The Foray absorbs trail chatter fairly well and in some cases better than shoes with similar stiffness ratings, especially on very rocky descents filled with softball to baby head-sized rocks. For riders who enjoy rocky descents, a shoe's ability to absorb impacts is important in helping alleviate sore feet, and we feel these are a poor choice for bumpy descents.
The Foray has some of the smallest fore and aft cleat adjustment in our test for a trail shoe and measures only 1 1/16". For riders who prefer to have their cleat at the extreme ends of the spectrum, the opening is too small. Our testers prefer to have the cleat set back for descending control and stability. We can stand up and push into the pedals but are underwhelmed with the amount of control we are able to put into the pedals. Overall, the control and stability are marginal compared to other shoes at the same price point in our lineup.
The Foray is the roomiest shoe we tested and has good out-of-the-box comfort, as other reviewers have stated. Built on Bontrager's inForm Race last, this Foray shoe is designed to have a "slightly roomier, high-performance fit." Our testers agree with Bontrager's claim and found the fit to be very roomy, especially in the toe box. But, the shoe's overall volume makes it difficult for us to achieve our desired fit. We struggled with our foot moving from side to side in the forefoot of the shoe and we had slight heel lift while pedaling. The Boa lacing tightens well around our mid-foot, but we were unable to tighten the forefoot of the shoe with the velcro strap. For riders with wide feet or whose feet have a lot of volume, the Foray could be an excellent option.
In regards to breathability, the Foray is one of the most breathable shoes we tested. Its large perforations above the fore-foot and mid-foot have excellent airflow. However, breathability comes at a cost in terms of water resistance. The numerous perforations allow for moisture to pour into the shoe, making this a shoe best reserved for days when you are guaranteed dry trails.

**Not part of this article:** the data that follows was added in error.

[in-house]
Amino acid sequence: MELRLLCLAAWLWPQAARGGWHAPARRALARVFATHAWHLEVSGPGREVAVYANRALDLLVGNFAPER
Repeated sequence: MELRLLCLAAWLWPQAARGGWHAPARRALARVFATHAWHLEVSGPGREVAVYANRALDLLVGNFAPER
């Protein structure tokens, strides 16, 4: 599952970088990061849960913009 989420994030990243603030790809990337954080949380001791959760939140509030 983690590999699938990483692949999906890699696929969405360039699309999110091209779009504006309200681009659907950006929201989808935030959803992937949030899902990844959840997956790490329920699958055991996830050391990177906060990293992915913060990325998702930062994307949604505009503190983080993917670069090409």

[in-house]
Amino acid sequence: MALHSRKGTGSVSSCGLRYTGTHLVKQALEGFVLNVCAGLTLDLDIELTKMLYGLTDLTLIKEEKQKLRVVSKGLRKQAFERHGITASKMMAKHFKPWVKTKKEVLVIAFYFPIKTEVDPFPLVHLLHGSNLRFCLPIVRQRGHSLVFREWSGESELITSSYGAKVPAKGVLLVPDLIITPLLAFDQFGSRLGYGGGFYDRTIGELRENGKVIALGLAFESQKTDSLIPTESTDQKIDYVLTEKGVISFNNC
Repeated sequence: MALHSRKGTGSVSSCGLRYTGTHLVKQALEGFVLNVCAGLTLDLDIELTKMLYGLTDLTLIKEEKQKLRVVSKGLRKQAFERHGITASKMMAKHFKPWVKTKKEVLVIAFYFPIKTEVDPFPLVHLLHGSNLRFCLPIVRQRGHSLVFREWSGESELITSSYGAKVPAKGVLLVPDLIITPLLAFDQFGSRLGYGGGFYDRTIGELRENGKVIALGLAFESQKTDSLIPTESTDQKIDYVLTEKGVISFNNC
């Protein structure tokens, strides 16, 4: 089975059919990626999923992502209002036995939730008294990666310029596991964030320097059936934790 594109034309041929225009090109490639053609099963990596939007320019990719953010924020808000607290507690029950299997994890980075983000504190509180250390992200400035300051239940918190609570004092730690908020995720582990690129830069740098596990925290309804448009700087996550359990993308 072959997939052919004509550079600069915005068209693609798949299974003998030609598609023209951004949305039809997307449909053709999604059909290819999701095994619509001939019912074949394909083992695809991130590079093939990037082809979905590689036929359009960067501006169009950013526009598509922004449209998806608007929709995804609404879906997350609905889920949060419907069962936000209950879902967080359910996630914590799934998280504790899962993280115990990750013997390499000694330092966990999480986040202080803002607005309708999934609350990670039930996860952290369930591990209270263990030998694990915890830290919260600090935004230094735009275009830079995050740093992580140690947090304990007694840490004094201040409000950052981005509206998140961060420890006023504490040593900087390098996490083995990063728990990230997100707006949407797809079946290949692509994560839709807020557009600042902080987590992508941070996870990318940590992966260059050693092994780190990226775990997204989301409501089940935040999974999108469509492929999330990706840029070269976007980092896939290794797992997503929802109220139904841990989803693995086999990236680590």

Aside from making lacing a breeze, the Boa system evenly distributes pressures, alleviating pressure points on the top of the foot. The Boa is great for quick and small incremental adjustments, something our testers came to appreciate, especially compared to traditional laces.
Bontrager provides a stiffness index on their shoes, to help the consumer make a purchase decision in regards to the shoe's flex. The Foray is rated a 6 of 14 (14 being the stiffest) and our testers found the Foray's nylon composite Bronze Series sole to flex easily underfoot while hiking. The Tachyon rubber gripped rocky surfaces adequately but not as well as shoes with a stickier rubber sole. In muddy conditions, the soles easily cake, but kicking them on the ground knocks most of it loose.
One disappointing feature concerning walkability is the integrated front cleats, which began to quickly deteriorate and deform while hiking on our first use. While these cleats are not necessary during hike-a-bikes, they can provide extra grip and traction while hiking uphill on soft dirt surfaces. We expected the cleats to hold up for longer than they did.
The Foray has a reinforced toe box and heel with Bontrager's GnarGuard, which is designed to add protection from abrasions and debris. This provides adequate protection from trail debris and scuffs for the front of the toebox, however, there is little protection for the top of the forefoot and the sides of the mid-foot. Riders whose home trails are known for kicking up rocks may want to take this into consideration.
The forefoot and mid-foot are covered with large perforated ventilation holes that allow dirt, water, and other debris to easily enter the shoe, making them a poor choice for wet conditions.
The Bontrager Foray weighs 334-grams for a women's EU 40, earning it high marks in this metric.
The Foray's MSRP is in line with many of the other shoes we tested. Because of the sloppy fit and poor power transfer, we feel that other shoes offer a better value for the money.
For riders prioritizing breathability over performance, or those needing a larger volume shoe, the Foray is worth consideration. However, we found its overall performance on the trail to be marginal, especially when compared to similarly priced shoes, and recommend those considering the Foray also give consideration to other models.
— Tara Reddinger-Adams